Why do people with PKU have seizures?

Clinical presentation. Serum phenylalanine concentrations in infants with PKU are normal at birth but begin to rise within the first few weeks of life. Excessive phenylalanine is generally thought responsible for the brain damage that underlies the severe mental retardation and seizure disorder of PKU.

Can PKU develop in adults?

Although it is principally a childhood disorder, in rare cases, the first signs of PKU may develop in late adulthood resembling common neurological diseases.

What would cause a seizure in an adults?

Anything that interrupts the normal connections between nerve cells in the brain can cause a seizure. This includes a high fever, high or low blood sugar, alcohol or drug withdrawal, or a brain concussion. But when a person has 2 or more seizures with no known cause, this is diagnosed as epilepsy.

What causes seizures in adults with no history?

Seizures in adults with no seizure history can be caused by a number of factors ranging from high blood pressure, drug abuse and toxic exposures to brain injury, brain infection (encephalitis) and heart disease.

What is the most common cause of seizures in older adults?

The most common cause of seizure activity in seniors is cerebrovascular disease, occurring more frequently as a consequence of a hemorrhagic stroke than the nonhemorrhagic type.

What is the average lifespan of someone with PKU?

PKU does not shorten life expectancy, with or without treatment. Newborn screening for PKU is required in all 50 states. PKU is usually identified by newborn screening. A child’s outlook is very good if she strictly follows the diet.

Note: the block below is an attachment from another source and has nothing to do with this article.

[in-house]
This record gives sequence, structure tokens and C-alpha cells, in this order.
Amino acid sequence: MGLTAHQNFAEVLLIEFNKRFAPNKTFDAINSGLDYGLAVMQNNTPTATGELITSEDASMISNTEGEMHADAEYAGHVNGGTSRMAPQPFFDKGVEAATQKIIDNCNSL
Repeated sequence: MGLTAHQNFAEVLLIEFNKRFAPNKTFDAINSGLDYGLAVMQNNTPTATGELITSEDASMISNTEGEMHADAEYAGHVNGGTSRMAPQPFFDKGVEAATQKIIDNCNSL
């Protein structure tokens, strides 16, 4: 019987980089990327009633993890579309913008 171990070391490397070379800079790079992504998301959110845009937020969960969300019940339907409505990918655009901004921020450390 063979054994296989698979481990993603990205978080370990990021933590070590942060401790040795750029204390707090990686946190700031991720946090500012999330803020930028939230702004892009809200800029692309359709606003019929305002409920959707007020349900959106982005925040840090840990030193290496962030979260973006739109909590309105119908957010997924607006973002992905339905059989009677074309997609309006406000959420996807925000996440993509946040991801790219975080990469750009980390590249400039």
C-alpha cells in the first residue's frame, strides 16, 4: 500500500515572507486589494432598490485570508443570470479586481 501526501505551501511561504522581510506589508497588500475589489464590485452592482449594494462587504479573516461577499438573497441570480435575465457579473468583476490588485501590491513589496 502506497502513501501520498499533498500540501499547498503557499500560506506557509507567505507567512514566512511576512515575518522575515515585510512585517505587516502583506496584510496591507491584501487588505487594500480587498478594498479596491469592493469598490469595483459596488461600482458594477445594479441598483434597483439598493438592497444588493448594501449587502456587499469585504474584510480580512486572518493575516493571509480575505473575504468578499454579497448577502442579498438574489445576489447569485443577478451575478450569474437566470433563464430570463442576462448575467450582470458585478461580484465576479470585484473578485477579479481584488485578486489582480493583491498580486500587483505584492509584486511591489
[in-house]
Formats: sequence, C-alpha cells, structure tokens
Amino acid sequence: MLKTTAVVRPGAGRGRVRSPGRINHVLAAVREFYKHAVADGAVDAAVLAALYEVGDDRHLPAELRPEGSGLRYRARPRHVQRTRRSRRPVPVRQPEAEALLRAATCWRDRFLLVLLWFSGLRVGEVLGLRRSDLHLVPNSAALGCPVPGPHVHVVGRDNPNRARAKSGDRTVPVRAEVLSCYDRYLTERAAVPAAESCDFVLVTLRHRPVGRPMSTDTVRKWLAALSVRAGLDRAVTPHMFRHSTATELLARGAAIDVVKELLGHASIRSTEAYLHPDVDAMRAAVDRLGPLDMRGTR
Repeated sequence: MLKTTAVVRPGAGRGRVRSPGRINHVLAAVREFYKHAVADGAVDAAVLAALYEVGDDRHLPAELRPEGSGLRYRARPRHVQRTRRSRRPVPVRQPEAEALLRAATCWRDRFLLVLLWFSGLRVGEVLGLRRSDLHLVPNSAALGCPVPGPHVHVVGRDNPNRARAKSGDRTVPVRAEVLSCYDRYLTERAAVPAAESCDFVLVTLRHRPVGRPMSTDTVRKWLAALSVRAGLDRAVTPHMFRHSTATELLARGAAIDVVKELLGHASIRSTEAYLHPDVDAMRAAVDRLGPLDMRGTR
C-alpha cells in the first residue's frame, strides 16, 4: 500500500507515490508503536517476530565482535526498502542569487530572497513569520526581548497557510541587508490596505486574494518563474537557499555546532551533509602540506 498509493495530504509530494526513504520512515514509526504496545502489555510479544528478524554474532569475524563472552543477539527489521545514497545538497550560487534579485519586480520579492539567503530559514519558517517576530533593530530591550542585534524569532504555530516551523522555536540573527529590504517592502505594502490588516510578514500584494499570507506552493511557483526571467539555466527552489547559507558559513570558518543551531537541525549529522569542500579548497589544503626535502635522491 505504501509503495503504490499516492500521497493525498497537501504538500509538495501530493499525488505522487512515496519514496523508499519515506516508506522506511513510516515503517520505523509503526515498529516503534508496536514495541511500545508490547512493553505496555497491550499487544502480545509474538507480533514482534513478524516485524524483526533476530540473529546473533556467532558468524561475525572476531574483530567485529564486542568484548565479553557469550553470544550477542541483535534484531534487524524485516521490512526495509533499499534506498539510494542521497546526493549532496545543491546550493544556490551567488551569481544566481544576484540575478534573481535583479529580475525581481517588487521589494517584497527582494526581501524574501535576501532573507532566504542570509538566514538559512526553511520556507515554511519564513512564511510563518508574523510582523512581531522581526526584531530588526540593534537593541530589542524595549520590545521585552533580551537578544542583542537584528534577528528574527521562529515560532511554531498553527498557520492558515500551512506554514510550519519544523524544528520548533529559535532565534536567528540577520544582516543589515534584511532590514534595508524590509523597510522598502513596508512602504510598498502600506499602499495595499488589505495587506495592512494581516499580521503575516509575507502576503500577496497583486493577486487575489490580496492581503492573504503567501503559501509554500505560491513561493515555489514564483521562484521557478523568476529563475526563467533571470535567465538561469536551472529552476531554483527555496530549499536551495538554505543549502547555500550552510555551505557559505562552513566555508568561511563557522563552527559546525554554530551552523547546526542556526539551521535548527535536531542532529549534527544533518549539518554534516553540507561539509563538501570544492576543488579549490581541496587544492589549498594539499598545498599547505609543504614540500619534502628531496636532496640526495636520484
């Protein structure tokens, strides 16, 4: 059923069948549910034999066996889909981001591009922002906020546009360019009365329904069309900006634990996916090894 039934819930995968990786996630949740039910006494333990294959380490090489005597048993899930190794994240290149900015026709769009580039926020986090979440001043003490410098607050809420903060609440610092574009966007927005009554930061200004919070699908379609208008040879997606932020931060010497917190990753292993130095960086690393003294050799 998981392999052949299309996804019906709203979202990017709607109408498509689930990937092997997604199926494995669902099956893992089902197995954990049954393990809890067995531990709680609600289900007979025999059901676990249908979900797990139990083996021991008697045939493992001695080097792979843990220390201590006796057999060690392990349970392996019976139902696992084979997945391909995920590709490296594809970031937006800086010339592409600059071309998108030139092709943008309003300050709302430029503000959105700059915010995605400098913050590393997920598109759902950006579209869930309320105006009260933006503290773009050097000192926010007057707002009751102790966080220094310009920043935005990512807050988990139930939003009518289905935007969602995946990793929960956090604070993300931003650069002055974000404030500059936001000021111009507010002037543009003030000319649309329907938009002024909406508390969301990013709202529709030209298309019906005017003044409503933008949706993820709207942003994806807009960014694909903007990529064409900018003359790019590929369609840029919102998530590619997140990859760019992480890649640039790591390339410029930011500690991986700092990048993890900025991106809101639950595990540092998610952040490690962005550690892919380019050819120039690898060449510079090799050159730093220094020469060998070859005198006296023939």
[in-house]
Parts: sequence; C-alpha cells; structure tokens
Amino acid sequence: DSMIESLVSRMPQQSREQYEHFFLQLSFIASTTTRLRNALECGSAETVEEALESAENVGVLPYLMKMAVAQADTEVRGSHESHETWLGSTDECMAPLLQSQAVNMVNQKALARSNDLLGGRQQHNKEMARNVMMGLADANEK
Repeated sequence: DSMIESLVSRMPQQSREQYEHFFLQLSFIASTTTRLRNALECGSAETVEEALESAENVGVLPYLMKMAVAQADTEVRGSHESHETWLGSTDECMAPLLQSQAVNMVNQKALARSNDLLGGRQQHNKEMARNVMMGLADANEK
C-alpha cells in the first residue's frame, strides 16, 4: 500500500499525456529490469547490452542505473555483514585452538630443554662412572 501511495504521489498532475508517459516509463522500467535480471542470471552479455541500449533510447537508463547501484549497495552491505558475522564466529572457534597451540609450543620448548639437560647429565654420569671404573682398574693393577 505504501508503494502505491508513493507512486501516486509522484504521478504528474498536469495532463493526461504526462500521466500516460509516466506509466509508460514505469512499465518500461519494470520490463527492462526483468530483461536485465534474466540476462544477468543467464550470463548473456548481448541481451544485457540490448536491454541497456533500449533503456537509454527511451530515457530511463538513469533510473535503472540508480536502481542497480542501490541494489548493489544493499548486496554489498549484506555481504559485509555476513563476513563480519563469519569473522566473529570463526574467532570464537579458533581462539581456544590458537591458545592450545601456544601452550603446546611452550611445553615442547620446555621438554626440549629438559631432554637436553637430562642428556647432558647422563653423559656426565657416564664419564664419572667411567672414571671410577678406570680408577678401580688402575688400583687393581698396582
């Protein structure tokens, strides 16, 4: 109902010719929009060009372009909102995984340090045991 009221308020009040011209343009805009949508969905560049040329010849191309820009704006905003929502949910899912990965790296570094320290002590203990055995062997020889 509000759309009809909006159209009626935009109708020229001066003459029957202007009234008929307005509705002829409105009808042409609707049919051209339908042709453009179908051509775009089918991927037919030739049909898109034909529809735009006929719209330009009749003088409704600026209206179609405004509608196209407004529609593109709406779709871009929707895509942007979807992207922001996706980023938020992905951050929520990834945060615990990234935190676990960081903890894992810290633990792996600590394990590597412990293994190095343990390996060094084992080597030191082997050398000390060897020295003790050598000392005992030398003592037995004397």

Can a low Phe level prevent PKU seizures?

Conclusions: Transient decrease in Phe levels within hyperphenylalaninemic range may be a necessary condition for PKU‐related seizures to occur. A low Phe diet prevents susceptibility to seizures, which can resume with the significant delay after termination of dietary treatment.

What are the symptoms of PKU in adults?

Also rates of fatigue, epilepsy, sleep disturbance, personality disorders, phobias, psychosis and migraines were higher in people with PKU than the general population, but comparable to people with diabetes. An important finding is that there are lower rates of all of the above in younger adults with PKU compared to older adults with PKU.

How does PKU affect the central nervous system?

Because the enzyme is either missing or defective in its activity, serum PHE levels become elevated and harm the developing central nervous system of affected persons. If PKU is not diagnosed in the early weeks of life, the chronically high PHE level causes mental retardation and a variety of other problems.

Can a parent have the defective gene that causes PKU?

This buildup of phenylalanine results in damage to nerve cells in the brain. For a child to inherit PKU, both the mother and father must have and pass on the defective gene. This pattern of inheritance is called autosomal recessive. It’s possible for a parent to be a carrier — to have the defective gene that causes PKU, but not have the disease.